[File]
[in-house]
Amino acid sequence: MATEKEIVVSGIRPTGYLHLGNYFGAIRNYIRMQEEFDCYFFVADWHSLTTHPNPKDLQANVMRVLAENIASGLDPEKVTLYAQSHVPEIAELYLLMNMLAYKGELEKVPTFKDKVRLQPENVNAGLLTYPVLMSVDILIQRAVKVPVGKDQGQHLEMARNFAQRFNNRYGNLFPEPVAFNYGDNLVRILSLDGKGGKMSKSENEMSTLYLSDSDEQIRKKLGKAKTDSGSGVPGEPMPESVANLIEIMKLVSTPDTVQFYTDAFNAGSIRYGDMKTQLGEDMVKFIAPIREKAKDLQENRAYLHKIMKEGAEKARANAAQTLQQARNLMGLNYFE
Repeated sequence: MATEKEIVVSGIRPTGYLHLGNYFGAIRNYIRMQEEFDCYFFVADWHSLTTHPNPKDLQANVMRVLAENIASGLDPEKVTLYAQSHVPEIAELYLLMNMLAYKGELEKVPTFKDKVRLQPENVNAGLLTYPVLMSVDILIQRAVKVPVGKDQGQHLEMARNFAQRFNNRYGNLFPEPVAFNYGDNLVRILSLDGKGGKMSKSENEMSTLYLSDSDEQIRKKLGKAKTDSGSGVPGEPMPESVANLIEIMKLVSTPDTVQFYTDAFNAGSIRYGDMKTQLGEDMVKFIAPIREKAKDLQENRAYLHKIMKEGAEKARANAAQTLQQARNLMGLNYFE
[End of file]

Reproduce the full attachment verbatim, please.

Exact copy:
[in-house]
Amino acid sequence: MATEKEIVVSGIRPTGYLHLGNYFGAIRNYIRMQEEFDCYFFVADWHSLTTHPNPKDLQANVMRVLAENIASGLDPEKVTLYAQSHVPEIAELYLLMNMLAYKGELEKVPTFKDKVRLQPENVNAGLLTYPVLMSVDILIQRAVKVPVGKDQGQHLEMARNFAQRFNNRYGNLFPEPVAFNYGDNLVRILSLDGKGGKMSKSENEMSTLYLSDSDEQIRKKLGKAKTDSGSGVPGEPMPESVANLIEIMKLVSTPDTVQFYTDAFNAGSIRYGDMKTQLGEDMVKFIAPIREKAKDLQENRAYLHKIMKEGAEKARANAAQTLQQARNLMGLNYFE
Repeated sequence: MATEKEIVVSGIRPTGYLHLGNYFGAIRNYIRMQEEFDCYFFVADWHSLTTHPNPKDLQANVMRVLAENIASGLDPEKVTLYAQSHVPEIAELYLLMNMLAYKGELEKVPTFKDKVRLQPENVNAGLLTYPVLMSVDILIQRAVKVPVGKDQGQHLEMARNFAQRFNNRYGNLFPEPVAFNYGDNLVRILSLDGKGGKMSKSENEMSTLYLSDSDEQIRKKLGKAKTDSGSGVPGEPMPESVANLIEIMKLVSTPDTVQFYTDAFNAGSIRYGDMKTQLGEDMVKFIAPIREKAKDLQENRAYLHKIMKEGAEKARANAAQTLQQARNLMGLNYFE